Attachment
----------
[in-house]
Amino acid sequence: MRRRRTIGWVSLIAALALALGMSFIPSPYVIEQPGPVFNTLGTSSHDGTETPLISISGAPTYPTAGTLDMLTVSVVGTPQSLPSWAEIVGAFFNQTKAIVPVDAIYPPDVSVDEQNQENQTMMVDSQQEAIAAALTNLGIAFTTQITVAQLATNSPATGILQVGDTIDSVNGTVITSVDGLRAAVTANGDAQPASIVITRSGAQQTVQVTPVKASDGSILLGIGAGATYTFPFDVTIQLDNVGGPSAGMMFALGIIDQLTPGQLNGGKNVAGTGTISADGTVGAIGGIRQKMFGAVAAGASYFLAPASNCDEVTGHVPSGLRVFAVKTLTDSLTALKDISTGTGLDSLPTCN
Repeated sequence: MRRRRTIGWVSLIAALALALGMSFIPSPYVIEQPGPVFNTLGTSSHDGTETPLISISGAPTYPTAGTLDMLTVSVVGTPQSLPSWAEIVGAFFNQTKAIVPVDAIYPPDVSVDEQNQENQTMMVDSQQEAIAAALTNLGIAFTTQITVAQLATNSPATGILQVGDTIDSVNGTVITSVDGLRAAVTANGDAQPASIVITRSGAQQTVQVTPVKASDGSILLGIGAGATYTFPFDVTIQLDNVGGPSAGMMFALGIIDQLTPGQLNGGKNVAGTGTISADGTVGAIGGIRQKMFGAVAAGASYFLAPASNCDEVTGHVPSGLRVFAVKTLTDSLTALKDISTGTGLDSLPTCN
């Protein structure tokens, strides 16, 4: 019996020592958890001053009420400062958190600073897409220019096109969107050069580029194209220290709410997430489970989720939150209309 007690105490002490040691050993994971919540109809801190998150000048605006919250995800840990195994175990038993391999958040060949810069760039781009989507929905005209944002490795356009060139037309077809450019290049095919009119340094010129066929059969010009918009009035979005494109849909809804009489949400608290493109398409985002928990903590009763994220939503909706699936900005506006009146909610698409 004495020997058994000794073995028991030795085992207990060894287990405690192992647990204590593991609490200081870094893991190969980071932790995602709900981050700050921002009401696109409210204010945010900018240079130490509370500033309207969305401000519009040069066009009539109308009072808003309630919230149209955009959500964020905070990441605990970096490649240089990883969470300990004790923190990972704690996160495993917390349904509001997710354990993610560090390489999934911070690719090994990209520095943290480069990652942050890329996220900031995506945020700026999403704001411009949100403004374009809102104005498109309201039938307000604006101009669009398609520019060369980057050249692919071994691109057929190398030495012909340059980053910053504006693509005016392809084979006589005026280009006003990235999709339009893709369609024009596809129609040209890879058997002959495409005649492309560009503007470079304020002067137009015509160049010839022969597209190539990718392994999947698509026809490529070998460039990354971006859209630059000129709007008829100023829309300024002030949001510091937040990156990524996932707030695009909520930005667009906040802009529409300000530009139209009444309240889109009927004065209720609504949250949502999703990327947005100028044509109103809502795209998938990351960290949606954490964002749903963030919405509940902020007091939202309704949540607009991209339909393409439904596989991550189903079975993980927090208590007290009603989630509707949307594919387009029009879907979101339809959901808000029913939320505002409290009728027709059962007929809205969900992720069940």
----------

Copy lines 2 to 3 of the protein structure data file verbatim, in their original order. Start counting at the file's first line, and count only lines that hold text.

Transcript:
Amino acid sequence: MRRRRTIGWVSLIAALALALGMSFIPSPYVIEQPGPVFNTLGTSSHDGTETPLISISGAPTYPTAGTLDMLTVSVVGTPQSLPSWAEIVGAFFNQTKAIVPVDAIYPPDVSVDEQNQENQTMMVDSQQEAIAAALTNLGIAFTTQITVAQLATNSPATGILQVGDTIDSVNGTVITSVDGLRAAVTANGDAQPASIVITRSGAQQTVQVTPVKASDGSILLGIGAGATYTFPFDVTIQLDNVGGPSAGMMFALGIIDQLTPGQLNGGKNVAGTGTISADGTVGAIGGIRQKMFGAVAAGASYFLAPASNCDEVTGHVPSGLRVFAVKTLTDSLTALKDISTGTGLDSLPTCN
Repeated sequence: MRRRRTIGWVSLIAALALALGMSFIPSPYVIEQPGPVFNTLGTSSHDGTETPLISISGAPTYPTAGTLDMLTVSVVGTPQSLPSWAEIVGAFFNQTKAIVPVDAIYPPDVSVDEQNQENQTMMVDSQQEAIAAALTNLGIAFTTQITVAQLATNSPATGILQVGDTIDSVNGTVITSVDGLRAAVTANGDAQPASIVITRSGAQQTVQVTPVKASDGSILLGIGAGATYTFPFDVTIQLDNVGGPSAGMMFALGIIDQLTPGQLNGGKNVAGTGTISADGTVGAIGGIRQKMFGAVAAGASYFLAPASNCDEVTGHVPSGLRVFAVKTLTDSLTALKDISTGTGLDSLPTCN